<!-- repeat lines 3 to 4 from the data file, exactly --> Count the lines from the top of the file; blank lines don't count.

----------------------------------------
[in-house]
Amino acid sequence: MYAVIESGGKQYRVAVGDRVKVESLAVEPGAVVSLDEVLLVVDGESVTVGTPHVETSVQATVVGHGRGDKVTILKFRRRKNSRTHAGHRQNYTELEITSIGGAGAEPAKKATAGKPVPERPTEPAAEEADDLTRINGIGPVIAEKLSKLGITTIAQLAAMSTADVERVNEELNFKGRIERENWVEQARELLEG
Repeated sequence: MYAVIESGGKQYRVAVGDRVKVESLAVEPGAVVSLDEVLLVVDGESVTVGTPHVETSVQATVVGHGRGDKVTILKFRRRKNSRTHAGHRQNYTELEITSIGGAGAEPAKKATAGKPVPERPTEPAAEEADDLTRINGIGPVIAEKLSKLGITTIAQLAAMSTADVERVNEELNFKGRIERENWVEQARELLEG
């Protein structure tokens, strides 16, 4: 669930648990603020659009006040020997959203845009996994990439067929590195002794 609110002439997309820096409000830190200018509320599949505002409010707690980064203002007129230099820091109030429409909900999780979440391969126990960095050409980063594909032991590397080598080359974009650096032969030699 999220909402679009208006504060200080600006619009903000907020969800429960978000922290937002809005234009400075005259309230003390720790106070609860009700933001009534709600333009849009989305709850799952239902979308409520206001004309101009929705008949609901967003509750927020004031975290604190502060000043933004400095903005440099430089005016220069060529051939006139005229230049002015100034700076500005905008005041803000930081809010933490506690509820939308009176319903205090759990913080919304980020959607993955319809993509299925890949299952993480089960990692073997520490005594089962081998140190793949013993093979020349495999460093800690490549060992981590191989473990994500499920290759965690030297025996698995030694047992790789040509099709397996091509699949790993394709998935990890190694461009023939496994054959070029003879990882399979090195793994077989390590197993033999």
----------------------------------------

Repeated sequence: MYAVIESGGKQYRVAVGDRVKVESLAVEPGAVVSLDEVLLVVDGESVTVGTPHVETSVQATVVGHGRGDKVTILKFRRRKNSRTHAGHRQNYTELEITSIGGAGAEPAKKATAGKPVPERPTEPAAEEADDLTRINGIGPVIAEKLSKLGITTIAQLAAMSTADVERVNEELNFKGRIERENWVEQARELLEG
């Protein structure tokens, strides 16, 4: 669930648990603020659009006040020997959203845009996994990439067929590195002794 609110002439997309820096409000830190200018509320599949505002409010707690980064203002007129230099820091109030429409909900999780979440391969126990960095050409980063594909032991590397080598080359974009650096032969030699 999220909402679009208006504060200080600006619009903000907020969800429960978000922290937002809005234009400075005259309230003390720790106070609860009700933001009534709600333009849009989305709850799952239902979308409520206001004309101009929705008949609901967003509750927020004031975290604190502060000043933004400095903005440099430089005016220069060529051939006139005229230049002015100034700076500005905008005041803000930081809010933490506690509820939308009176319903205090759990913080919304980020959607993955319809993509299925890949299952993480089960990692073997520490005594089962081998140190793949013993093979020349495999460093800690490549060992981590191989473990994500499920290759965690030297025996698995030694047992790789040509099709397996091509699949790993394709998935990890190694461009023939496994054959070029003879990882399979090195793994077989390590197993033999």